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Ruth Marcus: A mystery fit for a king

BY RUTH MARCUS Published: February 10, 2013

Shakespeare would have loved this epilogue.

The bones of his most reviled villain, Richard III, unearthed in the decidedly unkingly venue of a public parking lot. The monarch's feet were missing — probably chopped off during the construction of a brick outhouse during Victorian times.

“The evil that men do lives after them” and all that — but you don't get more poetically just than being left to molder, coffinless, in a crudely dug grave scarcely big enough to hold the body.

The Richard story is compelling in part because archaeologists' ability to apply the tools of modern science to ancient history is so cool — if blended with a bit of tweedy showmanship.

“The next slide that I'm going to show you is a world first,” announced Richard Buckley, lead archaeologist at the University of Leicester, as cameras clicked on the photograph of Richard's bones.

The 500-year-old skeleton's spine is contorted with scoliosis and his right shoulder is higher than his left, echoing the Shakespearean image of Richard as hunchback.

It displays traces of halberd blows to the head and postmortem “humiliation wounds,” including a knife thrust upward through the buttocks. This gruesome evidence lends credence to the story of Richard, unhorsed and killed at Bosworth Field in 1485, having his body defiled by supporters of the victorious Henry Tudor.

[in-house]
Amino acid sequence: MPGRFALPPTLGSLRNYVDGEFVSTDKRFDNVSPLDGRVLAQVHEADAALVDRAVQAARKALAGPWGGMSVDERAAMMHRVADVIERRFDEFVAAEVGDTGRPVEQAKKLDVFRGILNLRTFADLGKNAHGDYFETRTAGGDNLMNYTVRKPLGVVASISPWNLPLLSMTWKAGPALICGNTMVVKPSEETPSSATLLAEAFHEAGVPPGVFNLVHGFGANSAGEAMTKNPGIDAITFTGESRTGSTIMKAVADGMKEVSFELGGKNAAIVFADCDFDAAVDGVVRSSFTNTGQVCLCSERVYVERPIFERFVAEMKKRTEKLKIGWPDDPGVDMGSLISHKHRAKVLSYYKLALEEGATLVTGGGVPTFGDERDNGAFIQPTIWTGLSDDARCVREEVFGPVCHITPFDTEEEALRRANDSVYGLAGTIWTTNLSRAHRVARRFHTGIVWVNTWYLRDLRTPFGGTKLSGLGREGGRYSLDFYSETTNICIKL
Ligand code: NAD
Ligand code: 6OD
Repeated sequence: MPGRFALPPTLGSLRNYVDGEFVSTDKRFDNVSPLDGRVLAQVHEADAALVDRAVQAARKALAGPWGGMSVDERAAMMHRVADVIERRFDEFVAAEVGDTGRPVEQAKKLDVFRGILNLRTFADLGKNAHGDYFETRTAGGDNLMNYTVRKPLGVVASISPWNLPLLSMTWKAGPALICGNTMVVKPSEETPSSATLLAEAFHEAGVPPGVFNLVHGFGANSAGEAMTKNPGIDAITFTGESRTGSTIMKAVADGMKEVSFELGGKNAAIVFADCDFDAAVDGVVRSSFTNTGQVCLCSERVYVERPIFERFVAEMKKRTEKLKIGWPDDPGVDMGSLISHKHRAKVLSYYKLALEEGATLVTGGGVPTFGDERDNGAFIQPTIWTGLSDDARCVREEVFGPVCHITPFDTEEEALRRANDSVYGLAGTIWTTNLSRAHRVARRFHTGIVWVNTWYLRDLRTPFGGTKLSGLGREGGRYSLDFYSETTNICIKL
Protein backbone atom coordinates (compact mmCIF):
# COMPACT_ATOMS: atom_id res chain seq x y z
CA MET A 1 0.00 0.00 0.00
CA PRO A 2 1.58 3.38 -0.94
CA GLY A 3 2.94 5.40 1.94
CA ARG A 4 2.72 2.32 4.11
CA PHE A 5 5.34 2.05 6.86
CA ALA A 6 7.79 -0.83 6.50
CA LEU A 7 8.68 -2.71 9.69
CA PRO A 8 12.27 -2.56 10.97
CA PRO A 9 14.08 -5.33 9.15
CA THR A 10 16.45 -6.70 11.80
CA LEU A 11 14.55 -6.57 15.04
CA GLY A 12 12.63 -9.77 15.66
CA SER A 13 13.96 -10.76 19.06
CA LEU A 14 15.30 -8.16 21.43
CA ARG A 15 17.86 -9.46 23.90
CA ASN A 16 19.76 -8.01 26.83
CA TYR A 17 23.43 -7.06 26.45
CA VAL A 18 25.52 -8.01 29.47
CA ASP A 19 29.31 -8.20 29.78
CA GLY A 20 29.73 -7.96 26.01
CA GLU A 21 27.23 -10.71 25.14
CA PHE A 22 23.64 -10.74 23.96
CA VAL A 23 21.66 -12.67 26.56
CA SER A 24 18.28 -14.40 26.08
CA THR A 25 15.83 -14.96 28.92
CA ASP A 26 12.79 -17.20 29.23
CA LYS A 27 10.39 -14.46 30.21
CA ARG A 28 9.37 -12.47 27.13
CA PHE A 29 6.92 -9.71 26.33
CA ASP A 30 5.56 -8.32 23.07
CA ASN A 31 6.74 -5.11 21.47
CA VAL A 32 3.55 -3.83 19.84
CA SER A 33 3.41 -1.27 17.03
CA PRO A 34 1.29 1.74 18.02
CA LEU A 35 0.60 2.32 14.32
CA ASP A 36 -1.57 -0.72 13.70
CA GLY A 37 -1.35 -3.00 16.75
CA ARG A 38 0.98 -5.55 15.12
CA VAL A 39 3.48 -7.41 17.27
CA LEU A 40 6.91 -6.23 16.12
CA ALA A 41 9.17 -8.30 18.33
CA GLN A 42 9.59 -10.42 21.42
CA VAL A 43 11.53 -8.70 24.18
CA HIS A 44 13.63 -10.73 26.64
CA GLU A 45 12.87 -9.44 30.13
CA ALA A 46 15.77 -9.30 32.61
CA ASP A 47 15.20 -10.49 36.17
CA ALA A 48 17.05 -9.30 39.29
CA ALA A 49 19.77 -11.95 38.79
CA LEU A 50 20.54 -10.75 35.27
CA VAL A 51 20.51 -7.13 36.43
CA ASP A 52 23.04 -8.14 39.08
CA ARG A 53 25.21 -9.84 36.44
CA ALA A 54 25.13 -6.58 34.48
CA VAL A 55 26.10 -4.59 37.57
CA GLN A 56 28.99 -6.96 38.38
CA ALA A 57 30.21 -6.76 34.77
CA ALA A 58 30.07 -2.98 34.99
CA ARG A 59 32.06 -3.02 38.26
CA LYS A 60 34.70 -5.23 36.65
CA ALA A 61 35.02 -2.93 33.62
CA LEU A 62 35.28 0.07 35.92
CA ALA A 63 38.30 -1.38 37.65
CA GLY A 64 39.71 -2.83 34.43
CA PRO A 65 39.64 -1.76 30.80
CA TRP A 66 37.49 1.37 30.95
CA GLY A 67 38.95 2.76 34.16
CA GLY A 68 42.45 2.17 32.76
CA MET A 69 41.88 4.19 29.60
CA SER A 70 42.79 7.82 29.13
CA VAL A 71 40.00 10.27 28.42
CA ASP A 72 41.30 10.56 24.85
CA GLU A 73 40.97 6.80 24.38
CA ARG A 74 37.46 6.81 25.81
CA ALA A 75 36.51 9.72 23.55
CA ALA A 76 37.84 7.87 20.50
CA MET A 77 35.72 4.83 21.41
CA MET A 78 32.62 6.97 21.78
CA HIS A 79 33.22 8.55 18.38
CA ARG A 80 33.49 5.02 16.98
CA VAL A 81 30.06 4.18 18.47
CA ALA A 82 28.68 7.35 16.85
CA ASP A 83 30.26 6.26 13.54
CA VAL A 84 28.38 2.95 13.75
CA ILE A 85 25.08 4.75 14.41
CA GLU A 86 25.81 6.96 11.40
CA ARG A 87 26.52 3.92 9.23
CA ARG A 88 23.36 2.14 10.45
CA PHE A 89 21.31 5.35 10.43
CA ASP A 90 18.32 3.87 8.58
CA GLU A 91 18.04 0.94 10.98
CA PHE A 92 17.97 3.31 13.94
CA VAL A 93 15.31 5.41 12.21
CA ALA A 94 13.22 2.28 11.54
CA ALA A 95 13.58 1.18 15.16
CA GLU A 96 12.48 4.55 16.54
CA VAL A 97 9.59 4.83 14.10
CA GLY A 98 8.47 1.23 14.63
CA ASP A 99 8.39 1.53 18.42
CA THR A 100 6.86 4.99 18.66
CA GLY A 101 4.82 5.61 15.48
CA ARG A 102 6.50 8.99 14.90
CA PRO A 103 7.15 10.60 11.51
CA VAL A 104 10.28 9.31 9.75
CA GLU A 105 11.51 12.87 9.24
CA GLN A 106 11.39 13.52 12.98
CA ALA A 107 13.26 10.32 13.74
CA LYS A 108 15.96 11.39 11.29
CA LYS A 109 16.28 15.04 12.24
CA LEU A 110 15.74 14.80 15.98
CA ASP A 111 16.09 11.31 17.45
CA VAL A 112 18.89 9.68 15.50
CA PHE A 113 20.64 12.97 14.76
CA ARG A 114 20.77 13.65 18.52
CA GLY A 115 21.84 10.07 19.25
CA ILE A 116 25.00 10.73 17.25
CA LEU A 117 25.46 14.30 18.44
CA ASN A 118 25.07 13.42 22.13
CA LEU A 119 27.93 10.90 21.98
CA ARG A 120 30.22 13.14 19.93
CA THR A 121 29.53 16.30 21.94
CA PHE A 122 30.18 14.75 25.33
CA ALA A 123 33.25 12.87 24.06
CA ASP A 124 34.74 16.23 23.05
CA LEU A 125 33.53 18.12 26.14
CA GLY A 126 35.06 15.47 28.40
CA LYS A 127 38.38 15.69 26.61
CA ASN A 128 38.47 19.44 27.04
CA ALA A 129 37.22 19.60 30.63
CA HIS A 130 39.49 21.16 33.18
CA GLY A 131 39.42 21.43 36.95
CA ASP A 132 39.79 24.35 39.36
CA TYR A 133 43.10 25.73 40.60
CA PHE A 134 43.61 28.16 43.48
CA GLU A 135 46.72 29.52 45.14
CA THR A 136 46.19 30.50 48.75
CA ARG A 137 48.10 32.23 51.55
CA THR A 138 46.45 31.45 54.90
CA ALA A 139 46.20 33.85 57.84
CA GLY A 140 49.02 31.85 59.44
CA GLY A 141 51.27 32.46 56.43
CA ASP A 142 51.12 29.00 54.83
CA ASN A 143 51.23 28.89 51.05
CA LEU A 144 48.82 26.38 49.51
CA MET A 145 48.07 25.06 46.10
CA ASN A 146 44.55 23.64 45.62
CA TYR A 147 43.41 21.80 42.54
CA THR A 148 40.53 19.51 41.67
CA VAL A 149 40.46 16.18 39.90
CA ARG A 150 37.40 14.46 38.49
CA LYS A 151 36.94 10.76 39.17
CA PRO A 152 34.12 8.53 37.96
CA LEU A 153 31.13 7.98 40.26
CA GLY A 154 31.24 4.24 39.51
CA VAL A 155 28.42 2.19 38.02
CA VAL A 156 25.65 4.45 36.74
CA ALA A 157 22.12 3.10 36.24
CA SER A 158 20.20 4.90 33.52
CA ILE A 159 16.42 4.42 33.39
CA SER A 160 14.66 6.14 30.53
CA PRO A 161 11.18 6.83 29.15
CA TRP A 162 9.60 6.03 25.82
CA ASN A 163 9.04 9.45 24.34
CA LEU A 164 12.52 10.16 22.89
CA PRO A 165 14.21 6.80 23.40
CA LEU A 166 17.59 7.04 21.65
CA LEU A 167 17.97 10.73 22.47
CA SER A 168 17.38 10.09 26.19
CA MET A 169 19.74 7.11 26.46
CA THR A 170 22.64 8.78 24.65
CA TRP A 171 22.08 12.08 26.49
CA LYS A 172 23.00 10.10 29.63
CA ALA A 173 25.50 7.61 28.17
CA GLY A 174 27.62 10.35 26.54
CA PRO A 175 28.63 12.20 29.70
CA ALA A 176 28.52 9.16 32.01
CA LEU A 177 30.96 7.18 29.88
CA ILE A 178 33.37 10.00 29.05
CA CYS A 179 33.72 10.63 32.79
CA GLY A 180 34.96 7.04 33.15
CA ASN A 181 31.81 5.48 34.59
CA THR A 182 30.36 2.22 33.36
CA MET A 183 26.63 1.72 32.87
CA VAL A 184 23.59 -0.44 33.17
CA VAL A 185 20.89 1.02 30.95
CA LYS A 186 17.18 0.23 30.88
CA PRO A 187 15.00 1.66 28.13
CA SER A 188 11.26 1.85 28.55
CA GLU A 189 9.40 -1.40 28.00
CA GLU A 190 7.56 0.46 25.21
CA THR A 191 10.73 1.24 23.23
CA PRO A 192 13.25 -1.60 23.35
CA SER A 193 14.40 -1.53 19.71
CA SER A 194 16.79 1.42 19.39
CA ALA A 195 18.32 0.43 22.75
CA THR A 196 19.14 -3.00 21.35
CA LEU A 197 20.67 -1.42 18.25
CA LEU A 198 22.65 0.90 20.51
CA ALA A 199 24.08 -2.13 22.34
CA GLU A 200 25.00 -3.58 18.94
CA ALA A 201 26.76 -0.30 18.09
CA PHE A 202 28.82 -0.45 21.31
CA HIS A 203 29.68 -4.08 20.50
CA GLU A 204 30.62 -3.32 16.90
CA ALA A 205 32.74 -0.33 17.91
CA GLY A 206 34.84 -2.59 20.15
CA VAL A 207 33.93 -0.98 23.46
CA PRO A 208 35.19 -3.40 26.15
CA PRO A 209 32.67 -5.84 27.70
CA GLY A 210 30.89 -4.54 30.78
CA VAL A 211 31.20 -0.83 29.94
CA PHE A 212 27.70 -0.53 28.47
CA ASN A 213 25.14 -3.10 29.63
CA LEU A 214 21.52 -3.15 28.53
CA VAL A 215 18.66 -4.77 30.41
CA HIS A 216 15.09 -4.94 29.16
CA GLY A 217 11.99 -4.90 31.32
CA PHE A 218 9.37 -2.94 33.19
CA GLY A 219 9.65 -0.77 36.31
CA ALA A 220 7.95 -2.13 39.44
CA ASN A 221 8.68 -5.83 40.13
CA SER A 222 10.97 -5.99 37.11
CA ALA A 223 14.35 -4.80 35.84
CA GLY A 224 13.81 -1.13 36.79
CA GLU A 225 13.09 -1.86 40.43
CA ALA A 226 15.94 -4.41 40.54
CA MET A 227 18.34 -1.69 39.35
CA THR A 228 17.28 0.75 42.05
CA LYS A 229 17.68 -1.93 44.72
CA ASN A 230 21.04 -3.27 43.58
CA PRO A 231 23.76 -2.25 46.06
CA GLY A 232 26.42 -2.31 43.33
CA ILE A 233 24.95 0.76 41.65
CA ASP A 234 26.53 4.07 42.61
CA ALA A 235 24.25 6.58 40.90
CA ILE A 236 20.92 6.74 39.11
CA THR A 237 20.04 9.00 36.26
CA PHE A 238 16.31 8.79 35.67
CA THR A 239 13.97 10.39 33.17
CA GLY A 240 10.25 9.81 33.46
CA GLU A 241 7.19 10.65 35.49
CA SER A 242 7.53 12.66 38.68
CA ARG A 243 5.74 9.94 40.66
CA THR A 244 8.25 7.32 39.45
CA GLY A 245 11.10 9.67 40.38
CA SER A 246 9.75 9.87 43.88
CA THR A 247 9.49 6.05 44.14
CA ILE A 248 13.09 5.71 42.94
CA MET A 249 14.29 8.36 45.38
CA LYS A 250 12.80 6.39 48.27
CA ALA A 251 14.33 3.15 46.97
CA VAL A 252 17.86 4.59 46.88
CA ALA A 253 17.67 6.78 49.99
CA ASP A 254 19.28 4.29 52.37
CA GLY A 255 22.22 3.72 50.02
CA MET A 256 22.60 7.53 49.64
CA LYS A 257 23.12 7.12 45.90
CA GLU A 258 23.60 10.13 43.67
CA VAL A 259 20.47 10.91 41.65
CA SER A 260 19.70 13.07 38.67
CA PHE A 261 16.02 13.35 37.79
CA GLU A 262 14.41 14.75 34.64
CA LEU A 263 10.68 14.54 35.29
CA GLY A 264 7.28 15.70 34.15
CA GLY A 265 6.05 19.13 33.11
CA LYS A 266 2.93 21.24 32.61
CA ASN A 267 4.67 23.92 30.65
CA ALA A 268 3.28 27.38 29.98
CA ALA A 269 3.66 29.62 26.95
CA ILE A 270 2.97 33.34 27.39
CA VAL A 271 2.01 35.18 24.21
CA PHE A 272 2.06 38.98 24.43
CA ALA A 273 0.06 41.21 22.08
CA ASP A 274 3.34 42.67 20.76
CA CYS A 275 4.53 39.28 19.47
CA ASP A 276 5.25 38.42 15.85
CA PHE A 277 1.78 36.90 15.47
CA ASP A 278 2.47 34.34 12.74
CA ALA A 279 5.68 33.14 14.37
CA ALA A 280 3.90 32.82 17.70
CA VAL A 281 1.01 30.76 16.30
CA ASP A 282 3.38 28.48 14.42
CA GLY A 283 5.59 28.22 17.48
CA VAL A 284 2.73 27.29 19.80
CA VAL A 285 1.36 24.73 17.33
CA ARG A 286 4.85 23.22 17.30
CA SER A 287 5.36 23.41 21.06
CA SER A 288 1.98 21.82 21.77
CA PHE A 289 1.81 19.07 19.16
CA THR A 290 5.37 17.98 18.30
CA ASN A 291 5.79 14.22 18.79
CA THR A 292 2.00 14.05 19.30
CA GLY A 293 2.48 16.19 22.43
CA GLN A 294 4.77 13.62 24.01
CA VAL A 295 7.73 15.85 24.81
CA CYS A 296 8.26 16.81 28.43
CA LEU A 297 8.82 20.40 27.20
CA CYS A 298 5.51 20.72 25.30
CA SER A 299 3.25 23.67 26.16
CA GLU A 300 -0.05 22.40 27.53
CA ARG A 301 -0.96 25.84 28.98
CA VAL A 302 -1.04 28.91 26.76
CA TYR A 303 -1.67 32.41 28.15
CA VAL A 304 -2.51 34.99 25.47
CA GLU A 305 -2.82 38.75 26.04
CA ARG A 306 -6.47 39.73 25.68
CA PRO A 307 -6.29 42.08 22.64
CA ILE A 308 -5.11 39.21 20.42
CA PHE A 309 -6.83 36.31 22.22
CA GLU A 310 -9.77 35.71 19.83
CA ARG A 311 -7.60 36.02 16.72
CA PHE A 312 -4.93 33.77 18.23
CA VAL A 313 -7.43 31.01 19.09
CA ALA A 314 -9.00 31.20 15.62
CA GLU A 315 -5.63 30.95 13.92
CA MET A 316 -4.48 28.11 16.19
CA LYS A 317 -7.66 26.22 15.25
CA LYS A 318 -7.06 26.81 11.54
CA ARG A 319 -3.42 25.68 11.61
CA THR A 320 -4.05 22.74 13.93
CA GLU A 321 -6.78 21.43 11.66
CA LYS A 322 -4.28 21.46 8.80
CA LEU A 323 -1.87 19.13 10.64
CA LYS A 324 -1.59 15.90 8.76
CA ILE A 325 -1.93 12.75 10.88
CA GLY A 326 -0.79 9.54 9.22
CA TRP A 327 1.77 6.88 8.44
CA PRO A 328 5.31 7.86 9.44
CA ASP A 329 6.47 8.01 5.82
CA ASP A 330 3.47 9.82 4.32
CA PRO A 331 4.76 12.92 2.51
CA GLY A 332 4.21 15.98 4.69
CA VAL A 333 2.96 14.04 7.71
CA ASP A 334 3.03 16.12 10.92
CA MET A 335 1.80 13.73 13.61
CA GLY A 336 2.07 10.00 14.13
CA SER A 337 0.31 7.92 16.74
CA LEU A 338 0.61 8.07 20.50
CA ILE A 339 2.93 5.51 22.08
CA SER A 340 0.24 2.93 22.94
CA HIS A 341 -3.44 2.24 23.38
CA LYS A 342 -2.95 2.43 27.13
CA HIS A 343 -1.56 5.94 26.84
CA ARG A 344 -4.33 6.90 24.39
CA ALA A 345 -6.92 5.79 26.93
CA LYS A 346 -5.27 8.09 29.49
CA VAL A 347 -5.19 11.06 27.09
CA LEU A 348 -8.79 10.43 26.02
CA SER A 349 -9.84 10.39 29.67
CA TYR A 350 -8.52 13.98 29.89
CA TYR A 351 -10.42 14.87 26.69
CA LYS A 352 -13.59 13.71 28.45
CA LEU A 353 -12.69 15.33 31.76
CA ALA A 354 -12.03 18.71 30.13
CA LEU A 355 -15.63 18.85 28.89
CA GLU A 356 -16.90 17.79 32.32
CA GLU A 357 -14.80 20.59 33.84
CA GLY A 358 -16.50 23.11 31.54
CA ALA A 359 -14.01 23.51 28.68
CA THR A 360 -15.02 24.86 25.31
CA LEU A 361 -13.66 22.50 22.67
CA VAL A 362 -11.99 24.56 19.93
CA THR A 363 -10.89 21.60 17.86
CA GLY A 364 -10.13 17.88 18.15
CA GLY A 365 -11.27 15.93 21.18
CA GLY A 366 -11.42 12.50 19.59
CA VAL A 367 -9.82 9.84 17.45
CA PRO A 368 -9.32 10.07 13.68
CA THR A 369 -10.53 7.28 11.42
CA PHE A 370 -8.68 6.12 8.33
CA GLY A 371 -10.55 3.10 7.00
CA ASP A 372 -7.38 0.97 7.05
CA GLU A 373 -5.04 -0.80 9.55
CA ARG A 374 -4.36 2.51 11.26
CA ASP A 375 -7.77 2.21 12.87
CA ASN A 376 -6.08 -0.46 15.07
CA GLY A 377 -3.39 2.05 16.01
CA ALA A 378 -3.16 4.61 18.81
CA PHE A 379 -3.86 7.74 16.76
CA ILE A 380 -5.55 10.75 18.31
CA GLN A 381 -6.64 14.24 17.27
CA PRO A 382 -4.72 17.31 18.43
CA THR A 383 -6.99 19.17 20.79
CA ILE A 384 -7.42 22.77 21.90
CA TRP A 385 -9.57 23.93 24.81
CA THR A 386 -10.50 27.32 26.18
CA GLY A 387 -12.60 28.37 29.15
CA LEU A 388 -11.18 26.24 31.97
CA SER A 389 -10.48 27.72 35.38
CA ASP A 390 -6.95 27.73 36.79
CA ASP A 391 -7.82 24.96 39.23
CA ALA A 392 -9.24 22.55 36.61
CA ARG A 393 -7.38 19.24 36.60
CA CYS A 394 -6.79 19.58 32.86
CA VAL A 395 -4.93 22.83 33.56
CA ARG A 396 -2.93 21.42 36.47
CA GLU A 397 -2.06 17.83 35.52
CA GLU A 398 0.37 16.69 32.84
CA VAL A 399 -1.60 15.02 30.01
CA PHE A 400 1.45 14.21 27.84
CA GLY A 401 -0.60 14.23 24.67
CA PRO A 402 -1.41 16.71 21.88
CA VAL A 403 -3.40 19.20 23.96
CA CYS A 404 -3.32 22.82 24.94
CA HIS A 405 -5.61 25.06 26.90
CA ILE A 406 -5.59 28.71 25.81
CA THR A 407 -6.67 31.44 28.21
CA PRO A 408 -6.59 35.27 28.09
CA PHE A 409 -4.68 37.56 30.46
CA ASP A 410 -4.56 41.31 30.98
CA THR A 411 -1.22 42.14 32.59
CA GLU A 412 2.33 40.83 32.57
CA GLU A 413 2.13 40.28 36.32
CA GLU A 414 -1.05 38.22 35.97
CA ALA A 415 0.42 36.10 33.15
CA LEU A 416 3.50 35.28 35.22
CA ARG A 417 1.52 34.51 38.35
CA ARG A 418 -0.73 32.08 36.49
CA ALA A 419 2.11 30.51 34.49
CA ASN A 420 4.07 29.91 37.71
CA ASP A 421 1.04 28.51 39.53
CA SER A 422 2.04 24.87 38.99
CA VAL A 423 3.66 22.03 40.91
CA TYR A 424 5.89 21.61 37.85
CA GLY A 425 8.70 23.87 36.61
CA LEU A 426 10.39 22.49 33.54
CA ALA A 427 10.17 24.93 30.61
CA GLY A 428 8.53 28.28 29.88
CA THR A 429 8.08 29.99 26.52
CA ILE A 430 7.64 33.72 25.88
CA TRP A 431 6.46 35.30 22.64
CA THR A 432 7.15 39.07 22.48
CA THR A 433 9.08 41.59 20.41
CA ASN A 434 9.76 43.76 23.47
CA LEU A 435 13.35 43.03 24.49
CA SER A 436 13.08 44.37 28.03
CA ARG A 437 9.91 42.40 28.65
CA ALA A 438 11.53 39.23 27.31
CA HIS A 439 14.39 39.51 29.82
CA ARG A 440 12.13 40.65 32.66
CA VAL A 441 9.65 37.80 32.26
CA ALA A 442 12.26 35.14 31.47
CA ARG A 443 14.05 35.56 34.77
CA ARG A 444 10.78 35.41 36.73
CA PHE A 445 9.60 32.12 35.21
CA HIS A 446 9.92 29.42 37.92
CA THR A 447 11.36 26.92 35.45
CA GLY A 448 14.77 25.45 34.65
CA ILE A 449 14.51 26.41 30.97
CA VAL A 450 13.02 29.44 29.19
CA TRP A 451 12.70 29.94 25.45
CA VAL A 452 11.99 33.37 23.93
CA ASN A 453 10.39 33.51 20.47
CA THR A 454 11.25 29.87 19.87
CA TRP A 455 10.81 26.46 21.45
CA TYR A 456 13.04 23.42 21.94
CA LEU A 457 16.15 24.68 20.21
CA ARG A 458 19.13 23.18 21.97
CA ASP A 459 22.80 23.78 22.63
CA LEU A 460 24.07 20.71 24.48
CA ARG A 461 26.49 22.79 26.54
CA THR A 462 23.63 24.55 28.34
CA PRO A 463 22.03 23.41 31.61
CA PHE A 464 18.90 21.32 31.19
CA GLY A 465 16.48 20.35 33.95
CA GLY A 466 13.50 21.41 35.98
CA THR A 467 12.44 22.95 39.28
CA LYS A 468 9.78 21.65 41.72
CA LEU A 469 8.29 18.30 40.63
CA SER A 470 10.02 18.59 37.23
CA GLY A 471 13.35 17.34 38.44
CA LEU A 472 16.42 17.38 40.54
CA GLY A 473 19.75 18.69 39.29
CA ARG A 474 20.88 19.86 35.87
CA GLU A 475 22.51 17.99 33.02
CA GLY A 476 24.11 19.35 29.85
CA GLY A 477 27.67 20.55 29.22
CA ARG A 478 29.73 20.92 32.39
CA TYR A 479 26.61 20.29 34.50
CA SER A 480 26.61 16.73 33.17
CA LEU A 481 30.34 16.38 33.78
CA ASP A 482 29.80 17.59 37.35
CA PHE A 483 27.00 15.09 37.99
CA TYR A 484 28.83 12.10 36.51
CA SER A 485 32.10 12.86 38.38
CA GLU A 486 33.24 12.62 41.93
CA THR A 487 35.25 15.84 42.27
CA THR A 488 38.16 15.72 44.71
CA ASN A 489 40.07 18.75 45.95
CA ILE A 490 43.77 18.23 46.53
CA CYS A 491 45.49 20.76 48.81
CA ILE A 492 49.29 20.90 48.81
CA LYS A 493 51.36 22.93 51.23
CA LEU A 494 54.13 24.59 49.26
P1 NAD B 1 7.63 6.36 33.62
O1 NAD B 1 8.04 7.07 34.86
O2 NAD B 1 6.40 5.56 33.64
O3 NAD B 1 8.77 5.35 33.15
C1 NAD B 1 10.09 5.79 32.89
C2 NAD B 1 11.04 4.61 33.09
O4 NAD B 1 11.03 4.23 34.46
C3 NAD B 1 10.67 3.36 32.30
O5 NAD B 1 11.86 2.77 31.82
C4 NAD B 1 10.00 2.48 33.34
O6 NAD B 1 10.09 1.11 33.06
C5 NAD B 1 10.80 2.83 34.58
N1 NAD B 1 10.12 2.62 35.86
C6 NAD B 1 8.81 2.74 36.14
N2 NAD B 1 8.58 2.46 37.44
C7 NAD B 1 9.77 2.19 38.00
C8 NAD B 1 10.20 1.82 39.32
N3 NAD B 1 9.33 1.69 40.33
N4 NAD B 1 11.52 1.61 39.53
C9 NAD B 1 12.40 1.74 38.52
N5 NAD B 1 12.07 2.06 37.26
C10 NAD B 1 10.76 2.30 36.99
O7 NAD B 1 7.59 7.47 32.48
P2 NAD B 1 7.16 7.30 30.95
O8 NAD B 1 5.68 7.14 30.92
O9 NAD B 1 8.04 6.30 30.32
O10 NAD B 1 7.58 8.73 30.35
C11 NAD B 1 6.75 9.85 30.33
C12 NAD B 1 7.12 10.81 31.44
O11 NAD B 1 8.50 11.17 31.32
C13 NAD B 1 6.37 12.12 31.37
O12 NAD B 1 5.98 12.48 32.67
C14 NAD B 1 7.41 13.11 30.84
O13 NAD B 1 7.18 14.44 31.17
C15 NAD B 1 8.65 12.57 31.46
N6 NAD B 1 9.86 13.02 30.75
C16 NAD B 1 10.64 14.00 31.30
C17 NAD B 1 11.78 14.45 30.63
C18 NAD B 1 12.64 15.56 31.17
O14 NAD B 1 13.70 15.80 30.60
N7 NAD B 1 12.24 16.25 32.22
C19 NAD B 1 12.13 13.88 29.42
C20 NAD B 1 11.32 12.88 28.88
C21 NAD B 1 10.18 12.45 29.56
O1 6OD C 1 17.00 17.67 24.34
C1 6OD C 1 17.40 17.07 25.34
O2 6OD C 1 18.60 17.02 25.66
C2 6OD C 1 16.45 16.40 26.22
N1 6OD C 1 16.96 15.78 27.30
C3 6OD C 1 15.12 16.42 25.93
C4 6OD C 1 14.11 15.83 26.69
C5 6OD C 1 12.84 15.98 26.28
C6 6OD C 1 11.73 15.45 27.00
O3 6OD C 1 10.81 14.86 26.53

The scientific evidence that linked the skeleton to Richard was multi-disciplinary. Analysis of the teeth showed a remarkably high-protein diet, rich in fish, indicative of a nobleman. Radio carbon-dating of a fragment of rib bone placed the date of death between 1455 and 1540.

Yet if science has its triumphs, history faces inevitable constraints and enduring mysteries. It is written by the victors, and Shakespeare was the ultimate Tudor spin doctor. A century after Richard's death, he portrayed him as a “lump of foul deformity.”

Shakespeare's Richard has young nephews murdered. He has his brother drowned in a vat of Malmsey wine. He seduces his wife after having killed her first husband and father-in-law, then eventually poisons her as well, scheming to marry a princess and cement his claim to the throne.

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